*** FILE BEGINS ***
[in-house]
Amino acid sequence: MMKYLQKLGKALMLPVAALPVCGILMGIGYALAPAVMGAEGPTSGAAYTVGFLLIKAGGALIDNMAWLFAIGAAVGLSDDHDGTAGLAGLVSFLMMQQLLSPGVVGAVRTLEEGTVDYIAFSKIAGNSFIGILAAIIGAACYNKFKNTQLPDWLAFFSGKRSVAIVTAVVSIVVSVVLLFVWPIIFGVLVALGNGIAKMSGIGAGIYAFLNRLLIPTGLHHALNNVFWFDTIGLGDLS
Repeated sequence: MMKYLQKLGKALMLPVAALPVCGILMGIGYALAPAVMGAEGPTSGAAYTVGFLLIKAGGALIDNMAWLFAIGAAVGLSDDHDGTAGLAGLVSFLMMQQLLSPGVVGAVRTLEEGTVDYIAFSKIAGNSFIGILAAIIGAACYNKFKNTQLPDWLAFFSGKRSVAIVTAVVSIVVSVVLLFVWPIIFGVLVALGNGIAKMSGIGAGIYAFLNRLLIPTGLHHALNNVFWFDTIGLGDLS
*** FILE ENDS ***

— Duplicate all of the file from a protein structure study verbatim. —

[in-house]
Amino acid sequence: MMKYLQKLGKALMLPVAALPVCGILMGIGYALAPAVMGAEGPTSGAAYTVGFLLIKAGGALIDNMAWLFAIGAAVGLSDDHDGTAGLAGLVSFLMMQQLLSPGVVGAVRTLEEGTVDYIAFSKIAGNSFIGILAAIIGAACYNKFKNTQLPDWLAFFSGKRSVAIVTAVVSIVVSVVLLFVWPIIFGVLVALGNGIAKMSGIGAGIYAFLNRLLIPTGLHHALNNVFWFDTIGLGDLS
Repeated sequence: MMKYLQKLGKALMLPVAALPVCGILMGIGYALAPAVMGAEGPTSGAAYTVGFLLIKAGGALIDNMAWLFAIGAAVGLSDDHDGTAGLAGLVSFLMMQQLLSPGVVGAVRTLEEGTVDYIAFSKIAGNSFIGILAAIIGAACYNKFKNTQLPDWLAFFSGKRSVAIVTAVVSIVVSVVLLFVWPIIFGVLVALGNGIAKMSGIGAGIYAFLNRLLIPTGLHHALNNVFWFDTIGLGDLS